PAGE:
Growing up as an athlete, I lived off goals. They were specific, measurable, and outcome-focused. When I was 14 years old they were on my bulletin board, daily reminders of what I wanted to accomplish.
As accomplishing my running goals became harder and harder, and the personal bests started to dwindle, specific goals started to hinder—instead of help—my motivation. They became reminders that I wasn’t making progress, instead of a guiding light and something to shoot for. The bold numbers that once had driven me now got in my way.
As I moved into other aspects of my life, I gave up on specific, measurable goals. I didn’t throw away all of my goals, but transitioned them to more open-ended process-orientated goals. Ones that I could still achieve, even if the outcomes weren’t quite there. And for a while, this worked. Process goals were the key, I thought.
Goals are meant to be north-stars, guides that help focus your attention and motivate you to take the actions necessary to achieve them. They are meant to be additive and positive, not subtractive and negative.
In the world of performance, it’s trendy to latch on to goal setting. Some leaders in the field latch on to process-orientated goals, such as executing your plan or giving maximum effort during a race. Process goals take back control, turning the focus on something that you can achieve regardless of whether the actual performance is going well or not. The other school of thought is to use SMART goals. Specific, Measurable, Achievable, Relevant, and Time-Bound. “I want to run a 3-hour marathon at the Boston Marathon in April,” for example.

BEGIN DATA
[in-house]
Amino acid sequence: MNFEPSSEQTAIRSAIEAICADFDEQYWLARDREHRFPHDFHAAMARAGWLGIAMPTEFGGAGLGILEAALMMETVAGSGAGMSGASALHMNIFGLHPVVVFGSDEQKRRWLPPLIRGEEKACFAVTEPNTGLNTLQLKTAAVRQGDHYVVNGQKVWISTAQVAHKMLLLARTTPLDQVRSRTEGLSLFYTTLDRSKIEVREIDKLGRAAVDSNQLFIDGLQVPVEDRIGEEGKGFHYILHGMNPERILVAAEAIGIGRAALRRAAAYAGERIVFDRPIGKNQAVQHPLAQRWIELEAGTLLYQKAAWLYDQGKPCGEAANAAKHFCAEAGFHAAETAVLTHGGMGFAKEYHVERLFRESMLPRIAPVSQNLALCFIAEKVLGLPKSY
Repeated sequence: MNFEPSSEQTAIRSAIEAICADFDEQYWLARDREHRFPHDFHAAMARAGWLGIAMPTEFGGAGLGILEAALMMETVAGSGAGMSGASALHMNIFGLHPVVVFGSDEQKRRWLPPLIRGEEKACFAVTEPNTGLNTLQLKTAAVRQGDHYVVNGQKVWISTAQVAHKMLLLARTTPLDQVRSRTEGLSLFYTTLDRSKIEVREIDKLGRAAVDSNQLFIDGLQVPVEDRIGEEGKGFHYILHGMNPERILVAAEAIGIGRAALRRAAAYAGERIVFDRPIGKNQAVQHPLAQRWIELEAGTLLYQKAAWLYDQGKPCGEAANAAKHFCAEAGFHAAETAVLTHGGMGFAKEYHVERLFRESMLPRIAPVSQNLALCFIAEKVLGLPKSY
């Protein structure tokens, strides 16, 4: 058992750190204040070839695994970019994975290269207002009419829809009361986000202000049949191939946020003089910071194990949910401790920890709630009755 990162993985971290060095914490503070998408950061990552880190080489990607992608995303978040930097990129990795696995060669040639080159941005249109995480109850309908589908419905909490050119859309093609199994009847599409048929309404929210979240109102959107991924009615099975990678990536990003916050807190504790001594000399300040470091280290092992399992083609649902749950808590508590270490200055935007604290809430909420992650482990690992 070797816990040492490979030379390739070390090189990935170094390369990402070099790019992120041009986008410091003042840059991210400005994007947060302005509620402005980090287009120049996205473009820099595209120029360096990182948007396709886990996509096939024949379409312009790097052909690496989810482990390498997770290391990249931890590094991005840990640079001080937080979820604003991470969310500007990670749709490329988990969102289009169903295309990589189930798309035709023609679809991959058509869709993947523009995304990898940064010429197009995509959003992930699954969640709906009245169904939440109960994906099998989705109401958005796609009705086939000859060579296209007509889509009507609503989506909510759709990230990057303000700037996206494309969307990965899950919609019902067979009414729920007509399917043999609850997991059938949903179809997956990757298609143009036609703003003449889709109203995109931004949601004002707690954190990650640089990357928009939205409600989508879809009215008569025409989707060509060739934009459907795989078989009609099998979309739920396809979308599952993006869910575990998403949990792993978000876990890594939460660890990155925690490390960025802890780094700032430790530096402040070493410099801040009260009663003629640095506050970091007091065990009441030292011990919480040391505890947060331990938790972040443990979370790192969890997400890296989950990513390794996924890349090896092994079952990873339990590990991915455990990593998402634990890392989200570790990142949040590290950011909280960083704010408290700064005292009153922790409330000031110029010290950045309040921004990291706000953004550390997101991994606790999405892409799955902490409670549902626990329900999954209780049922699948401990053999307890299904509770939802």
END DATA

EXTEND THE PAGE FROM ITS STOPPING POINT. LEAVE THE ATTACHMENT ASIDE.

When it comes to goal setting, what should we do?
Like most things in life, the answer is it depends. Recent research out of the University of Wollongong in Australia found that what type of goal setting one utilizes changes the psychological state of athletes during performance.
When athletes used an open-ended or a “do your best” type of goal, they were more likely to enter flow, the psychological state popularized by Mihaly Csikszentmihalyi, where you feel in the zone like everything is clicking. When you’re in flow, the performance seems easy, it comes naturally.
On the other hand, when athletes utilized specific goals, they were less likely to enter flow but more likely to enter what’s called a clutch state. Clutch states occur when an athlete feels some kind of pressure but is able to increase their focus and arousal so that they can perform when the game is on the line. Unlike flow, clutch states are effortful, and often described as a “grind.”
Both flow and clutch states lead to better performance, just like both goal-setting methods can be beneficial. Next time you are setting goals for the upcoming season, quarter, or school year, consider what psychological state will put you in the best place to perform for the task or context at hand.
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